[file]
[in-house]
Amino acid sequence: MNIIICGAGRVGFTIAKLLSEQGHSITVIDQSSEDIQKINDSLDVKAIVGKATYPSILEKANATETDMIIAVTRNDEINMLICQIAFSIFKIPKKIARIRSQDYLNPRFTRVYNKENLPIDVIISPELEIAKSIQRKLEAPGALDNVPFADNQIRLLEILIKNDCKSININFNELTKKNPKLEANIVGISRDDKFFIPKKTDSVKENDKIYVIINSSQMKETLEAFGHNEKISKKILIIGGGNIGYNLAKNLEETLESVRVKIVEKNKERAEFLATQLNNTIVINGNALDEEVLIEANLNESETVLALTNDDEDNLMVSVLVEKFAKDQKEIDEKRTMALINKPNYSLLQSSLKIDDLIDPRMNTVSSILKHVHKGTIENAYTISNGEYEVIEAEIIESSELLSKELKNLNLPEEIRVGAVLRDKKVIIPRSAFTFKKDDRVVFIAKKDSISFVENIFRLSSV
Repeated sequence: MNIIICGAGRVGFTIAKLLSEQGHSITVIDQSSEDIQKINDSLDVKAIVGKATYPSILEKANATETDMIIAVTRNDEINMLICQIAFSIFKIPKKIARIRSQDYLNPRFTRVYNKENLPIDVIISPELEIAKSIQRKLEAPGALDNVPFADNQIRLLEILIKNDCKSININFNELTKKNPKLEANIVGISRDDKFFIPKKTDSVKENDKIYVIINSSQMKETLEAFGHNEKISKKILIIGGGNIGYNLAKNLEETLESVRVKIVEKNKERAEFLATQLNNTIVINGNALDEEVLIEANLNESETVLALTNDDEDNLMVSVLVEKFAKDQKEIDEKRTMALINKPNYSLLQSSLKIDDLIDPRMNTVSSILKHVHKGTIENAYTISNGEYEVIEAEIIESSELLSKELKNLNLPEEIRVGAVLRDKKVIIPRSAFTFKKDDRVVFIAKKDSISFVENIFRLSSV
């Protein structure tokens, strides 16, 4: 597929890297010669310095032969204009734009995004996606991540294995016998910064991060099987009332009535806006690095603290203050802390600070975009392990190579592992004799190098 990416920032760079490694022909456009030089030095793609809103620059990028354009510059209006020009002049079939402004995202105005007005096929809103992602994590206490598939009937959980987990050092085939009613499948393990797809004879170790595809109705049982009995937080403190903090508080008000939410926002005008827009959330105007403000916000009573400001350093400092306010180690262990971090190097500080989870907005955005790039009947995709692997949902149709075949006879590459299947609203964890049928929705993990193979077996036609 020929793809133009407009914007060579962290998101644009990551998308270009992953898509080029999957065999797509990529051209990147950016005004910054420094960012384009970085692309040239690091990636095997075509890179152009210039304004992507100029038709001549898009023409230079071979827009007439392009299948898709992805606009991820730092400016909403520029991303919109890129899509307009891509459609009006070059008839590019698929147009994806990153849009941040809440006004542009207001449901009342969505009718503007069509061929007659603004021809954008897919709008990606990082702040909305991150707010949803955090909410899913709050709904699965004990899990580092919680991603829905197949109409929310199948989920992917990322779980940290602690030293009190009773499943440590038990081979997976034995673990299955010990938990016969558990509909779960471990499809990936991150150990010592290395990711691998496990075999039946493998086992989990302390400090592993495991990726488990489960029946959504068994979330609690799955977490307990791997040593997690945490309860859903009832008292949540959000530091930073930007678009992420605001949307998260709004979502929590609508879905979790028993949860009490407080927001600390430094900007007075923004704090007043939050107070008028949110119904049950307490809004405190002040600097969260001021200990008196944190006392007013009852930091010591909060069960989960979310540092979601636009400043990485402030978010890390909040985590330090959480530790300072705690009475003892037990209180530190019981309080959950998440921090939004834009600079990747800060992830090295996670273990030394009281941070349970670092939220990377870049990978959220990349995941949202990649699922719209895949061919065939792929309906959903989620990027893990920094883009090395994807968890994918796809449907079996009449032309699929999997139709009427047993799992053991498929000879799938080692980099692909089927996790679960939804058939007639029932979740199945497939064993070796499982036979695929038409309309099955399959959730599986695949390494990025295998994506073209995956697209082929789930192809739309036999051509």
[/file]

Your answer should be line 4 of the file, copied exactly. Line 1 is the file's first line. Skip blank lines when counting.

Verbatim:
């Protein structure tokens, strides 16, 4: 597929890297010669310095032969204009734009995004996606991540294995016998910064991060099987009332009535806006690095603290203050802390600070975009392990190579592992004799190098 990416920032760079490694022909456009030089030095793609809103620059990028354009510059209006020009002049079939402004995202105005007005096929809103992602994590206490598939009937959980987990050092085939009613499948393990797809004879170790595809109705049982009995937080403190903090508080008000939410926002005008827009959330105007403000916000009573400001350093400092306010180690262990971090190097500080989870907005955005790039009947995709692997949902149709075949006879590459299947609203964890049928929705993990193979077996036609 020929793809133009407009914007060579962290998101644009990551998308270009992953898509080029999957065999797509990529051209990147950016005004910054420094960012384009970085692309040239690091990636095997075509890179152009210039304004992507100029038709001549898009023409230079071979827009007439392009299948898709992805606009991820730092400016909403520029991303919109890129899509307009891509459609009006070059008839590019698929147009994806990153849009941040809440006004542009207001449901009342969505009718503007069509061929007659603004021809954008897919709008990606990082702040909305991150707010949803955090909410899913709050709904699965004990899990580092919680991603829905197949109409929310199948989920992917990322779980940290602690030293009190009773499943440590038990081979997976034995673990299955010990938990016969558990509909779960471990499809990936991150150990010592290395990711691998496990075999039946493998086992989990302390400090592993495991990726488990489960029946959504068994979330609690799955977490307990791997040593997690945490309860859903009832008292949540959000530091930073930007678009992420605001949307998260709004979502929590609508879905979790028993949860009490407080927001600390430094900007007075923004704090007043939050107070008028949110119904049950307490809004405190002040600097969260001021200990008196944190006392007013009852930091010591909060069960989960979310540092979601636009400043990485402030978010890390909040985590330090959480530790300072705690009475003892037990209180530190019981309080959950998440921090939004834009600079990747800060992830090295996670273990030394009281941070349970670092939220990377870049990978959220990349995941949202990649699922719209895949061919065939792929309906959903989620990027893990920094883009090395994807968890994918796809449907079996009449032309699929999997139709009427047993799992053991498929000879799938080692980099692909089927996790679960939804058939007639029932979740199945497939064993070796499982036979695929038409309309099955399959959730599986695949390494990025295998994506073209995956697209082929789930192809739309036999051509």